The Last of the Mohicans

1992, R, 117 min. Directed by Michael Mann. Starring Daniel Day-Lewis, Madeleine Stowe, Jodhi May, Russell Means, Wes Studi, Eric Schweig.

REVIEWED By Steve Davis, Fri., Oct. 2, 1992

The breakneck pace of The Last of the Mohicans affords you little time to realize it's just a simple and straightforward adventure yarn – an Indiana Jones in Buckskins but what an old-fashioned pleasure it is. Contrary to what you might expect, this fourth film version of James Fenimore Cooper's novel, once mandatory reading in grade school, is no revisionist apologia for American history, like the politically correct Dances With Wolves. In fact, The Last of the Mohicans is as “American" (read: white and Anglo-Saxon) as can be in depicting the British, French, and most Native Americans (it's set in 1757 during the French and Indian War) as untrustworthy and brutal. Furthermore, its hero – the renamed Nathaniel Poe aka Natty Bumppo aka Hawkeye, the white scout raised by the last of the Mohican tribe – personifies the principled strength and romantic allure of the frontiersman, impervious to the materialism and imperialism which motivate the battle for the American colonies. Of course, history has ultimately proven Cooper wrong: today's Natty Bumppo would be considered a freak by contemporary standards. Mann seems a peculiar choice for directing this film, given his slick, dreamy ouevre (TV's Miami Vice and the films Manhunter, Band of the Hand, and Thief). Here, he forsakes pastels for earth tones, finding a visual grandeur in the story's New York landscapes that doesn't overpower the narrative. Day-Lewis makes a credible transition from versatile, respected Oscar-winning actor to hunk here in the role of Poe/Bumppo. (The arresting image of the lithe, graceful Day-Lewis stealthily running through the forest is the film's recurring motif.) His occasionally flippant remarks are the film's only tie to any modern sensibility; otherwise, it seems like a movie from another time. He and Stowe, who plays the feisty daughter of a British general entranced by this frontier hero, make for a sexy couple who come from different worlds but share a common soul. A word of warning: The Last of the Mohicans rarely flinches in depicting the eye-for-an-eye savagery of war. Although not explicit in the way you might expect, it nevertheless requires you to screw your courage to the sticking place. Perhaps that's a tribute to its ability to take you along its journey without much effort – real enough to elicit a visceral reaction, romantic enough to remind you it's only a movie.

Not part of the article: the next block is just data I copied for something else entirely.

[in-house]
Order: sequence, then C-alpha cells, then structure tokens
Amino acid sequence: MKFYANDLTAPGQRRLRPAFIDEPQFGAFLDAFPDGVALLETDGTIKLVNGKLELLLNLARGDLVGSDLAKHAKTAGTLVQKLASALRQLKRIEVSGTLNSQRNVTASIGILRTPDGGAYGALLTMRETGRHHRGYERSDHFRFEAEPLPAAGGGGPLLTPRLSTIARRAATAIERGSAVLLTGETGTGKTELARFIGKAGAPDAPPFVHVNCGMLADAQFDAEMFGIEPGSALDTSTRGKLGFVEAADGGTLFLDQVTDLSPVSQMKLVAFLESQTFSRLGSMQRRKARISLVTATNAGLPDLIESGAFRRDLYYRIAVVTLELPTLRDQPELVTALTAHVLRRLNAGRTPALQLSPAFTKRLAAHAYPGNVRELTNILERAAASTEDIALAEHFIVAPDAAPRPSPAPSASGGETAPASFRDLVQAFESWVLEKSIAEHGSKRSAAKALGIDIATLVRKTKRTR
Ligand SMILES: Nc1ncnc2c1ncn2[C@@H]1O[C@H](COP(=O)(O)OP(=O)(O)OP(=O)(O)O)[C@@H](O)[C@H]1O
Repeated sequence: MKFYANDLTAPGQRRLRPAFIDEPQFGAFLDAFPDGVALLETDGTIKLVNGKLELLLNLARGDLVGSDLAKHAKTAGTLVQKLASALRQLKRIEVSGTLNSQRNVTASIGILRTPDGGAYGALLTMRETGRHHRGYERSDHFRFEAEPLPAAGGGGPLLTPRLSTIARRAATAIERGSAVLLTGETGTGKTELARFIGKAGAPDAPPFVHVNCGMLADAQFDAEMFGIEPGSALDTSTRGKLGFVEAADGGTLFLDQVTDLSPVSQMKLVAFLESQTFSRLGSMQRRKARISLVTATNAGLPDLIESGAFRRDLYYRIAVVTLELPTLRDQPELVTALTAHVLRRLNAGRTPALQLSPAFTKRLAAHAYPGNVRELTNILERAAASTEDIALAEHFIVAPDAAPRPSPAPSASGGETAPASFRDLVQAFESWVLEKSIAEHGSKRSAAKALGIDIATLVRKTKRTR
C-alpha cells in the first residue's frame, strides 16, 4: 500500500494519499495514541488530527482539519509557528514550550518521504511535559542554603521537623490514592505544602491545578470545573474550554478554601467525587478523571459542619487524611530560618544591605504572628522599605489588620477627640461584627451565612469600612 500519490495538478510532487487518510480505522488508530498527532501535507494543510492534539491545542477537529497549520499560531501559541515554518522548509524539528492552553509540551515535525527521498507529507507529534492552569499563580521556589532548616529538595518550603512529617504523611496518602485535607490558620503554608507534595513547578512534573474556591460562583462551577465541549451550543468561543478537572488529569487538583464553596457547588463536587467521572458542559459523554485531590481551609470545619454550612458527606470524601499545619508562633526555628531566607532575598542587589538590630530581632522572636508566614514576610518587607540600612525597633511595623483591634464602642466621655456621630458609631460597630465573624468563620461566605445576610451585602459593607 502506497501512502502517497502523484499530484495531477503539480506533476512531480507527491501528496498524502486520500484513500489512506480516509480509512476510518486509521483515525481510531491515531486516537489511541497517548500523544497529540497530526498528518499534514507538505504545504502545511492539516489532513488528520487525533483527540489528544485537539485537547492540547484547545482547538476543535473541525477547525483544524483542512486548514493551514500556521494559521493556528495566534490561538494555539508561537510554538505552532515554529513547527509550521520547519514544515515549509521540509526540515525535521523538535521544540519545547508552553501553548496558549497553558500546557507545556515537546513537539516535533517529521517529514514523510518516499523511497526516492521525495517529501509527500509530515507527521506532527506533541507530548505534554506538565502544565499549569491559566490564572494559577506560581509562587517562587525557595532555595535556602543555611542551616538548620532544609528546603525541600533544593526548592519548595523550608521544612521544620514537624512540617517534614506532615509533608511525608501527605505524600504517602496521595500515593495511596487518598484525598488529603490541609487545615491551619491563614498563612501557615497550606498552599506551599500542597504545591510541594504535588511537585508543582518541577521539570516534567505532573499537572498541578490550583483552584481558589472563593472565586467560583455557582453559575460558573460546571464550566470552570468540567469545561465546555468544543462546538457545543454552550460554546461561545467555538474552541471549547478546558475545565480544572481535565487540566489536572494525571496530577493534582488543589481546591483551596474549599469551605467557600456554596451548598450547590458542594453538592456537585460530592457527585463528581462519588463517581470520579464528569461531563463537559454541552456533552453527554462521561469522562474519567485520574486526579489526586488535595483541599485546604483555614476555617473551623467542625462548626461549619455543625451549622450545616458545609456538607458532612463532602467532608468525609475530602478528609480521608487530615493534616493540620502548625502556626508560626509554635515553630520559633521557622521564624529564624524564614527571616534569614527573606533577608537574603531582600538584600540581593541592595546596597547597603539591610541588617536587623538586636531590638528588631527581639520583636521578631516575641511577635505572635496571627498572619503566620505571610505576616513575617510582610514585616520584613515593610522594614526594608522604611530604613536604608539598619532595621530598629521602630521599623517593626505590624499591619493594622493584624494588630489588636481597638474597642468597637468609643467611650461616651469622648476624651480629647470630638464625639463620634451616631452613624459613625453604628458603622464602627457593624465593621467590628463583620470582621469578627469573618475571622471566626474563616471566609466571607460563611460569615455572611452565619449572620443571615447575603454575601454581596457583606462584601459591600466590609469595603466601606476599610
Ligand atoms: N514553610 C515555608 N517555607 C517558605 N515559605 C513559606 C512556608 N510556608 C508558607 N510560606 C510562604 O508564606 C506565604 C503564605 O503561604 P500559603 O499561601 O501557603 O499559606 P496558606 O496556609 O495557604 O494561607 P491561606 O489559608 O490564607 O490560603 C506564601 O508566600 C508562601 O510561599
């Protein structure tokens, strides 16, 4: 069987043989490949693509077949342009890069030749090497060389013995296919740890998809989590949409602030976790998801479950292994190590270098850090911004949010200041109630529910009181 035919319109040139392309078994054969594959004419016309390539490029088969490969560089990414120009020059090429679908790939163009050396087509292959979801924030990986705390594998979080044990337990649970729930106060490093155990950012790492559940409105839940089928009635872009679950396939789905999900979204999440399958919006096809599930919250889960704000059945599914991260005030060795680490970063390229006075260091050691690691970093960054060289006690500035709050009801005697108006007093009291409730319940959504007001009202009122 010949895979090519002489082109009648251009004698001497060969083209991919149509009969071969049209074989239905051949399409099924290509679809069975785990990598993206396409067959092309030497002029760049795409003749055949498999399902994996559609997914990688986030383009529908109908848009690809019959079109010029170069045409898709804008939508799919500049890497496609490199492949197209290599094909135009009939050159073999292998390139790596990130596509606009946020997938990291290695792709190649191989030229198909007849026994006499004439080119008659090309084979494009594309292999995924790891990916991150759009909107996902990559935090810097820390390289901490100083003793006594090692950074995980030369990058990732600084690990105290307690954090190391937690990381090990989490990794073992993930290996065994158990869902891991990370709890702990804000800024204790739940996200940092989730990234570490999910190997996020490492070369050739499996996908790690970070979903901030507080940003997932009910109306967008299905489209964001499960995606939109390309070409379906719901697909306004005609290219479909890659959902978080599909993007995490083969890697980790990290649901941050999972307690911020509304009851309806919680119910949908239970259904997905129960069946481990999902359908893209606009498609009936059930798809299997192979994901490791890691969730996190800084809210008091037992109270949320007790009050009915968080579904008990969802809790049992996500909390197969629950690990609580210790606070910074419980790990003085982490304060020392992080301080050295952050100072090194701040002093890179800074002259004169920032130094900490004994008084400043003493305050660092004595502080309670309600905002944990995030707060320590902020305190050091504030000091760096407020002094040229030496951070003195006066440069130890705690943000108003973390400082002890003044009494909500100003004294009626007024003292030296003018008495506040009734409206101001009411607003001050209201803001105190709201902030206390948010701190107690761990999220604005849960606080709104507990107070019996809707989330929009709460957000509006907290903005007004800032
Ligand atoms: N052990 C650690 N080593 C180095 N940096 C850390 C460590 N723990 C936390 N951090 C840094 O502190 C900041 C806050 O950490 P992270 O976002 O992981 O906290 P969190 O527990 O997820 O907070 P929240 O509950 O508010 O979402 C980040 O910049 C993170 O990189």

A note to readers: Bold and uncensored, The Austin Chronicle has been Austin’s independent news source for almost 40 years, expressing the community’s political and environmental concerns and supporting its active cultural scene. Now more than ever, we need your support to continue supplying Austin with independent, free press. If real news is important to you, please consider making a donation of $5, $10 or whatever you can afford, to help keep our journalism on stands.

Support the Chronicle  

More Michael Mann Films
Chris Hemsworth stars in Michael Mann's cyber thriller.

Louis Black, Jan. 16, 2015

Public Enemies
Michael Mann's film is a human-scale biopic of the gangster folk hero John Dillinger.

Kimberley Jones, July 3, 2009

More by Steve Davis
Nancy Drew and the Hidden Staircase
The original girl detective makes a modern return

March 15, 2019

Tyler Perry's A Madea Family Funeral
The original mad black woman faces her mortality, and the end of the series

March 8, 2019


The Last of the Mohicans, Michael Mann, Daniel Day-Lewis, Madeleine Stowe, Jodhi May, Russell Means, Wes Studi, Eric Schweig

One click gets you all the newsletters listed below

Breaking news, arts coverage, and daily events

Can't keep up with happenings around town? We can help.

Austin's queerest news and events

Updates for SXSW 2019

All questions answered (satisfaction not guaranteed)

Information is power. Support the free press, so we can support Austin.   Support the Chronicle